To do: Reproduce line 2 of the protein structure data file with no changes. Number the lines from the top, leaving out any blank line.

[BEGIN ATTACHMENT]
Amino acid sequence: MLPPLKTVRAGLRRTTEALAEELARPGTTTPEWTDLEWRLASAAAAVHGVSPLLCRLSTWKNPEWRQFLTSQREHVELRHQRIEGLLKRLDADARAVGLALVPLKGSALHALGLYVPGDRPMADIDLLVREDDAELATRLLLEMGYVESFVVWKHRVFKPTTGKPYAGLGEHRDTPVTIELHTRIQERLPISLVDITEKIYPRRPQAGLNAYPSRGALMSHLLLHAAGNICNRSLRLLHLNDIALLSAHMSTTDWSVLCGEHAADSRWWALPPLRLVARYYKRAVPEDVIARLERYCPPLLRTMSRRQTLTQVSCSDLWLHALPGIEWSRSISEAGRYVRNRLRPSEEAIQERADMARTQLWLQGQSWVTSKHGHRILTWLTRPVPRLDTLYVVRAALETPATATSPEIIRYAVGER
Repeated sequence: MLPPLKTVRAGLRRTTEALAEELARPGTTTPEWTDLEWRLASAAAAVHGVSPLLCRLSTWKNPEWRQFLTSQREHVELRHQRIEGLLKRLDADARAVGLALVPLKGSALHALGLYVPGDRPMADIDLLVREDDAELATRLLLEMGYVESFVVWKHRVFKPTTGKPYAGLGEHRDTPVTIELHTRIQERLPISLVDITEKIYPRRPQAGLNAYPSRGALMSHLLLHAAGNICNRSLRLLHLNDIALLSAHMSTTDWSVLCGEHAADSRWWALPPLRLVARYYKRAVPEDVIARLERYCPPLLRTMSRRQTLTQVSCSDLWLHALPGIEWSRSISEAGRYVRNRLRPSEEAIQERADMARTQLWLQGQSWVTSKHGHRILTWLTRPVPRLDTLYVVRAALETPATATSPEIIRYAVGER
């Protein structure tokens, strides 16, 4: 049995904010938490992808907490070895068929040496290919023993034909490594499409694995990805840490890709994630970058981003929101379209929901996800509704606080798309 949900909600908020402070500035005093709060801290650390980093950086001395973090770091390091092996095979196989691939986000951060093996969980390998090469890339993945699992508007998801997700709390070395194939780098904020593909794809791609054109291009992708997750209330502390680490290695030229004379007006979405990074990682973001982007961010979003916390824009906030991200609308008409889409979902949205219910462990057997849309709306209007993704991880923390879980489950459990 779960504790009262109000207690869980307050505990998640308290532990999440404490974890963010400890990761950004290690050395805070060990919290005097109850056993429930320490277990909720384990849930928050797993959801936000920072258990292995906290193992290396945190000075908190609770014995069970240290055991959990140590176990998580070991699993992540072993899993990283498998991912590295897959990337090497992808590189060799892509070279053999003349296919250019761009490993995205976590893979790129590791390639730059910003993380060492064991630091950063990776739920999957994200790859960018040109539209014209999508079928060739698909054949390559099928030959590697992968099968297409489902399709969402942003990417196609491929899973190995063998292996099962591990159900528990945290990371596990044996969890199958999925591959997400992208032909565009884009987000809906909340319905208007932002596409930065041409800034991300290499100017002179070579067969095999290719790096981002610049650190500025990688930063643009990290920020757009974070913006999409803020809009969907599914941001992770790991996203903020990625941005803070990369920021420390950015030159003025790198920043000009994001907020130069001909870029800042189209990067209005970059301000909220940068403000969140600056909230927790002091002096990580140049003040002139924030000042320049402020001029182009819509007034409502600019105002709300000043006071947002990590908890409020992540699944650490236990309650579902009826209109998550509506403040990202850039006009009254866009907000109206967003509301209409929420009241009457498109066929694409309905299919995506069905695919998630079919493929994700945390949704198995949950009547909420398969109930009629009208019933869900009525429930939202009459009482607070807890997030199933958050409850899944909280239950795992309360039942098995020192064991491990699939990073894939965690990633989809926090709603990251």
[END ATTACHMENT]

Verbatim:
Repeated sequence: MLPPLKTVRAGLRRTTEALAEELARPGTTTPEWTDLEWRLASAAAAVHGVSPLLCRLSTWKNPEWRQFLTSQREHVELRHQRIEGLLKRLDADARAVGLALVPLKGSALHALGLYVPGDRPMADIDLLVREDDAELATRLLLEMGYVESFVVWKHRVFKPTTGKPYAGLGEHRDTPVTIELHTRIQERLPISLVDITEKIYPRRPQAGLNAYPSRGALMSHLLLHAAGNICNRSLRLLHLNDIALLSAHMSTTDWSVLCGEHAADSRWWALPPLRLVARYYKRAVPEDVIARLERYCPPLLRTMSRRQTLTQVSCSDLWLHALPGIEWSRSISEAGRYVRNRLRPSEEAIQERADMARTQLWLQGQSWVTSKHGHRILTWLTRPVPRLDTLYVVRAALETPATATSPEIIRYAVGER